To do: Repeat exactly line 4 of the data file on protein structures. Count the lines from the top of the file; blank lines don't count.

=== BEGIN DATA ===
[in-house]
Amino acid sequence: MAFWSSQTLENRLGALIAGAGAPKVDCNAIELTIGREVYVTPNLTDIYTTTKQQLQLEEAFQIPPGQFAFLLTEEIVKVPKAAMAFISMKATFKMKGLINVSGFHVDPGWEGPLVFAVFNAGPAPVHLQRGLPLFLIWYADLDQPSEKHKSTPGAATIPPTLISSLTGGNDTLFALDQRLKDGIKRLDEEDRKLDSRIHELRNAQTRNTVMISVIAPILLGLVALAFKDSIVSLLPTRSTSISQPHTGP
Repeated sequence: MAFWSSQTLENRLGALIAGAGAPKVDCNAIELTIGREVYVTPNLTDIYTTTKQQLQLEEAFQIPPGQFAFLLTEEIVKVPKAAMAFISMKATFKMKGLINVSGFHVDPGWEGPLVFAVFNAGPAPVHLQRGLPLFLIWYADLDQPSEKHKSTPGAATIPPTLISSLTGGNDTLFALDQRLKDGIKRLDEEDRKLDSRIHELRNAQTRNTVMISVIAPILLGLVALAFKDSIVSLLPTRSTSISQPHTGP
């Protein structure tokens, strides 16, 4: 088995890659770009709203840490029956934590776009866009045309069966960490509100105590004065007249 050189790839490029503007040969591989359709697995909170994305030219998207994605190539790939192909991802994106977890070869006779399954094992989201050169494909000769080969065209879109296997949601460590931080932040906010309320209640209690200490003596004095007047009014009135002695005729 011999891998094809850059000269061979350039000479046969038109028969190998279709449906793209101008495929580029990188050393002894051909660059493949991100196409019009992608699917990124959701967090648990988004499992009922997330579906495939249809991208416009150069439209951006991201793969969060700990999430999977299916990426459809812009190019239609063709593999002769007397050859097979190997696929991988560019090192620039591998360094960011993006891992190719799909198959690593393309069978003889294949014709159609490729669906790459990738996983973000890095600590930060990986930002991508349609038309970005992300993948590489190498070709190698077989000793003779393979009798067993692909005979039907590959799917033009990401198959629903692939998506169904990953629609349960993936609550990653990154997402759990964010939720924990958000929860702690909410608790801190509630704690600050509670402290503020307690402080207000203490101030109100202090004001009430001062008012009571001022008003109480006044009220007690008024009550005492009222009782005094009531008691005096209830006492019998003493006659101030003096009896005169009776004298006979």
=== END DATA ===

């Protein structure tokens, strides 16, 4: 088995890659770009709203840490029956934590776009866009045309069966960490509100105590004065007249 050189790839490029503007040969591989359709697995909170994305030219998207994605190539790939192909991802994106977890070869006779399954094992989201050169494909000769080969065209879109296997949601460590931080932040906010309320209640209690200490003596004095007047009014009135002695005729 011999891998094809850059000269061979350039000479046969038109028969190998279709449906793209101008495929580029990188050393002894051909660059493949991100196409019009992608699917990124959701967090648990988004499992009922997330579906495939249809991208416009150069439209951006991201793969969060700990999430999977299916990426459809812009190019239609063709593999002769007397050859097979190997696929991988560019090192620039591998360094960011993006891992190719799909198959690593393309069978003889294949014709159609490729669906790459990738996983973000890095600590930060990986930002991508349609038309970005992300993948590489190498070709190698077989000793003779393979009798067993692909005979039907590959799917033009990401198959629903692939998506169904990953629609349960993936609550990653990154997402759990964010939720924990958000929860702690909410608790801190509630704690600050509670402290503020307690402080207000203490101030109100202090004001009430001062008012009571001022008003109480006044009220007690008024009550005492009222009782005094009531008691005096209830006492019998003493006659101030003096009896005169009776004298006979």